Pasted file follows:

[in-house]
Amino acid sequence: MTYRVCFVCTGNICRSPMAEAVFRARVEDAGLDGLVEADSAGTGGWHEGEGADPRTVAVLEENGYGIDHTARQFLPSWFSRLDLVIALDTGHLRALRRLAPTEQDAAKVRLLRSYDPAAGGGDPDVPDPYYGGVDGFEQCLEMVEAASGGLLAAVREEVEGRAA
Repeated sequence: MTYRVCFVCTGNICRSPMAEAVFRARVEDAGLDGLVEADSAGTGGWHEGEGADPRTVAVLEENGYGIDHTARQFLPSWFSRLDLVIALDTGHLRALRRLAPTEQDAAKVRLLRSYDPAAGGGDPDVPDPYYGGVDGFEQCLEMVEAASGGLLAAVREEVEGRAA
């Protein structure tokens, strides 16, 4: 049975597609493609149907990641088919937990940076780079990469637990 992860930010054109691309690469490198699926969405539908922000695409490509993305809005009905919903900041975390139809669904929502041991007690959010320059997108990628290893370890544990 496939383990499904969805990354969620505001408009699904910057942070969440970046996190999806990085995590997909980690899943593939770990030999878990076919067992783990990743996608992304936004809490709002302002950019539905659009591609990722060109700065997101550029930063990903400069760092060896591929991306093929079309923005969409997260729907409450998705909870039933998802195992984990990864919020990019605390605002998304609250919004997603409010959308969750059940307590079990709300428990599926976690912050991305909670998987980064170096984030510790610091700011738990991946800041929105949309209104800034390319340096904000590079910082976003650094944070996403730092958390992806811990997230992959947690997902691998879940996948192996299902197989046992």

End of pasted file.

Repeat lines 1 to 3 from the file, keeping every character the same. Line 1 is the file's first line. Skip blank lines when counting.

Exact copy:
[in-house]
Amino acid sequence: MTYRVCFVCTGNICRSPMAEAVFRARVEDAGLDGLVEADSAGTGGWHEGEGADPRTVAVLEENGYGIDHTARQFLPSWFSRLDLVIALDTGHLRALRRLAPTEQDAAKVRLLRSYDPAAGGGDPDVPDPYYGGVDGFEQCLEMVEAASGGLLAAVREEVEGRAA
Repeated sequence: MTYRVCFVCTGNICRSPMAEAVFRARVEDAGLDGLVEADSAGTGGWHEGEGADPRTVAVLEENGYGIDHTARQFLPSWFSRLDLVIALDTGHLRALRRLAPTEQDAAKVRLLRSYDPAAGGGDPDVPDPYYGGVDGFEQCLEMVEAASGGLLAAVREEVEGRAA